Story teller, Scrabble champion, avid traveller. Born on July 29, 1917, in Toronto; died on Jan. 12, 2014, in Port Credit, Ont., of natural causes, aged 96.
Margaret Cafley adored her father, questioned her mother, envied her adopted brother, cherished her husband, protected her children and was always authentic to herself. She was well-read, self-taught and had a quick wit. Her exceptional memory did not allow her to forgive easily.
Margaret was the beloved only child of immigrant parents, Annie Robinson from England and Frederick Fargher from the Isle of Man. She grew up in Roseland, near the Humber River in Toronto. Her paternal grandparents followed their son to Canada and built a small farm beside the family home with a goat, ducks and chickens. They made their own cheese and wine, grew apples and plums, and delighted in their garden. When Margaret was 14, her doting father drowned while on a fishing trip. Despite her mother’s caring reputation, Margaret was often critical of her and chose to remember her despised sandwiches made with overripe bananas.
Margaret’s memory was flawless and, even in her final year; she was able to recall the intricacies of life events in rich detail, painting vivid pictures with her words and insights. Her voice might tire after an afternoon of stories, but there were always more to tell.
Her earliest memory was being four years old and left alone with body of her Aunt Ethel, who had come with her husband to live with Margaret’s family shortly after the First World War. When Ethel passed away, Margaret stayed with her body while her parents went for the doctor. She described those moments in exquisite detail many years later … the fear she felt, the stillness of the room, the appearance of the body through the eyes of a toddler.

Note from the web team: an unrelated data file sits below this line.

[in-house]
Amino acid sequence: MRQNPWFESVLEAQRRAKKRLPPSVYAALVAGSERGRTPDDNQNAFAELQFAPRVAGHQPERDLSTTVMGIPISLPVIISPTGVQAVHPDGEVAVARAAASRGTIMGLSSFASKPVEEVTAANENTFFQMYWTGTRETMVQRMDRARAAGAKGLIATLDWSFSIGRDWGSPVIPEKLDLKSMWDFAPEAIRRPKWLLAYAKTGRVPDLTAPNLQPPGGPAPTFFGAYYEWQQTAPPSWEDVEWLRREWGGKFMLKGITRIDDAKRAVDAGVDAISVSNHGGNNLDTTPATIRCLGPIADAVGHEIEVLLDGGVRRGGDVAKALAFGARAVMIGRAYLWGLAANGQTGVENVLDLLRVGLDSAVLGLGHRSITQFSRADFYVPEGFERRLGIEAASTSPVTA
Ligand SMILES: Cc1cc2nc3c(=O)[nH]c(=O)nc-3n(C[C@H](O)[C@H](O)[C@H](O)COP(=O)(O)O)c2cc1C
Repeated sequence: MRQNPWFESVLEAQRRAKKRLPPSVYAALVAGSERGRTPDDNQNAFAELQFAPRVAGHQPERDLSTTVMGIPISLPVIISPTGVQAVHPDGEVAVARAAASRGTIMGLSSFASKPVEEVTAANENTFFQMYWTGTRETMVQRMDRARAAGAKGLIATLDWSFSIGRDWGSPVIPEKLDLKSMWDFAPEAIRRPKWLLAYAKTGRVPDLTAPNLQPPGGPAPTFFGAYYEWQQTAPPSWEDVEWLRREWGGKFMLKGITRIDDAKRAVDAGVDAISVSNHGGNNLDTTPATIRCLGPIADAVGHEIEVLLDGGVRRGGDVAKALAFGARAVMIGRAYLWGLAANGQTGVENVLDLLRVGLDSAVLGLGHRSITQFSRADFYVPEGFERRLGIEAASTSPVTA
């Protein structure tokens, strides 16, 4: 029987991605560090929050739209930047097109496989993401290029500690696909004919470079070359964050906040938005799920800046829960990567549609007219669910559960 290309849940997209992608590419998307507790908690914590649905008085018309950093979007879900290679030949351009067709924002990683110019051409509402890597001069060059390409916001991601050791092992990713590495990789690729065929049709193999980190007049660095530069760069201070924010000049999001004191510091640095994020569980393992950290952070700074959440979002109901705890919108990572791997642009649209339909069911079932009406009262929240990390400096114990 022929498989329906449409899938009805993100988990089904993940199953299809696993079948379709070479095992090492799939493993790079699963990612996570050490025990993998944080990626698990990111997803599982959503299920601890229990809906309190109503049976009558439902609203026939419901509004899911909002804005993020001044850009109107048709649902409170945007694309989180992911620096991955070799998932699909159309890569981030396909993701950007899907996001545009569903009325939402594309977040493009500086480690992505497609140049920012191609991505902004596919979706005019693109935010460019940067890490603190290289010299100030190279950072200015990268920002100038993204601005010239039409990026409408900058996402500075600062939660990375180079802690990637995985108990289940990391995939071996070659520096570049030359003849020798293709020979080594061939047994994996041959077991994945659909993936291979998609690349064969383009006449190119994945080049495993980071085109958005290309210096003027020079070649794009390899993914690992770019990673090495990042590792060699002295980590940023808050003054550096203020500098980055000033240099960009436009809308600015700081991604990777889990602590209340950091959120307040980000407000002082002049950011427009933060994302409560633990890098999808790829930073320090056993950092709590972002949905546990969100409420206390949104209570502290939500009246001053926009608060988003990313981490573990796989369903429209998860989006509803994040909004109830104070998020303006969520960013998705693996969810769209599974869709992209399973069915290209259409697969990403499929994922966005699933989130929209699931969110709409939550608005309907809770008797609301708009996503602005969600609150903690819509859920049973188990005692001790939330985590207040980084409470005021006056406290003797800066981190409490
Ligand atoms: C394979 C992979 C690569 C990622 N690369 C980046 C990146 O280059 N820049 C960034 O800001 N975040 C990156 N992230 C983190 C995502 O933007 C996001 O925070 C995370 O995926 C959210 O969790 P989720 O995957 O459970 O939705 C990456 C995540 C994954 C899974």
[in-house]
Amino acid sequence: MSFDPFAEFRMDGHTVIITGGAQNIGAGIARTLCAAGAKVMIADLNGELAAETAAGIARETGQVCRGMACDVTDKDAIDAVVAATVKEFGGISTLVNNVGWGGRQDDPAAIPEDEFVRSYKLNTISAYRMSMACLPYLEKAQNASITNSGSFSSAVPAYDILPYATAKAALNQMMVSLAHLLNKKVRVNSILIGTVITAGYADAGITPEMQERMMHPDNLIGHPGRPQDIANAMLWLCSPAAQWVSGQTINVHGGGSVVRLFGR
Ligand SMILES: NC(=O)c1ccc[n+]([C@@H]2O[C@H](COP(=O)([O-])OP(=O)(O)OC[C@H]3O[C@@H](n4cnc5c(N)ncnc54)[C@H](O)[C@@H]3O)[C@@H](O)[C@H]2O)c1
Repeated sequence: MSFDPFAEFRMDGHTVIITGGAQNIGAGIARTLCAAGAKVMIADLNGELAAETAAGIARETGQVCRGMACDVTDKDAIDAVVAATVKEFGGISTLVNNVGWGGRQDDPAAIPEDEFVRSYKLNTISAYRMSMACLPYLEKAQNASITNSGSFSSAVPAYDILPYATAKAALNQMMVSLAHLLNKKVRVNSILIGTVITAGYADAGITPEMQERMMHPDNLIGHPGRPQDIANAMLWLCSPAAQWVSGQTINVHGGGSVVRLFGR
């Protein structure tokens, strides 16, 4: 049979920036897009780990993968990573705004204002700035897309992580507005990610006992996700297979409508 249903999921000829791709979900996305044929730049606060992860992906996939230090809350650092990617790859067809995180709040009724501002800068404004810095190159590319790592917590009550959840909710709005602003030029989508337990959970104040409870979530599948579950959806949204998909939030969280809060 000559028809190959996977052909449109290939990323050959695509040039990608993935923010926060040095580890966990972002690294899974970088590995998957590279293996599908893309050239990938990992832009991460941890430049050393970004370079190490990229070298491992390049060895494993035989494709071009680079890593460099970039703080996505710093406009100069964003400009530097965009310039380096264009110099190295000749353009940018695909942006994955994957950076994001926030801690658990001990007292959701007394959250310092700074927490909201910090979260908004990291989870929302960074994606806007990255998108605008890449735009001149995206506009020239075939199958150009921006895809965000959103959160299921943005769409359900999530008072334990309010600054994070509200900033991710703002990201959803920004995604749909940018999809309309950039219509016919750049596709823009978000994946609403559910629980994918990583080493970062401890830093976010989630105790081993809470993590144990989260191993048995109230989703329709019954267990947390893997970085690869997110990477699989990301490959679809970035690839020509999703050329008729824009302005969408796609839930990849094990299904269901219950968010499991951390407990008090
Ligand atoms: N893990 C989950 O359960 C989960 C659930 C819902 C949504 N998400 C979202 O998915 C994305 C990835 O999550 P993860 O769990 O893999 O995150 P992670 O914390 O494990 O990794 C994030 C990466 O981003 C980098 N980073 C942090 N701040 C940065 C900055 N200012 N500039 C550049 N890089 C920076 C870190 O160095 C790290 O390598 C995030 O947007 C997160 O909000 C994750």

As a young woman, she spent her summers working at Baptiste Lake, near Bancroft, Ont. There, she fell in love with Ronald Cafley, a test pilot who spent much of his career as an engineering technician in the drafting department at DuPont Canada. They married in 1940 and raised five children (Judith, Geoffrey, Elizabeth, Mark and Rennie), sharing 68 years together.
As retirees, they toured the world, from Russia to China, from Portugal to the Czech Republic. In their 70s, they travelled across Canada in their treasured Volvo, sleeping in the reclined seats and making breakfast by the side of highway.
As mother and wife, Margaret made delicious blueberry pies; she was masterful with her mother’s lemon butter recipe. She devoured books and wrote beautiful letters.
As grandmother, she swam for hours in Ontario’s Kennebec Lake, wearing her bathing cap with its plastic flowers, her grandchildren at the other end of the Styrofoam teeter-totter. She would beat them at Scrabble and teach them new words.
She loved a hot cup of tea, always in a china cup. The milk went in first. She always knew if the order had not been respected. She preferred the corner piece of cake.
Margaret was widowed in 2008. In her final years, she would be found asleep in her faded rose-coloured armchair, the newspaper on her lap, an empty teacup and a book by Alice Munro on her side table.
Julie Cafley is one of Margaret’s eight grandchildren.
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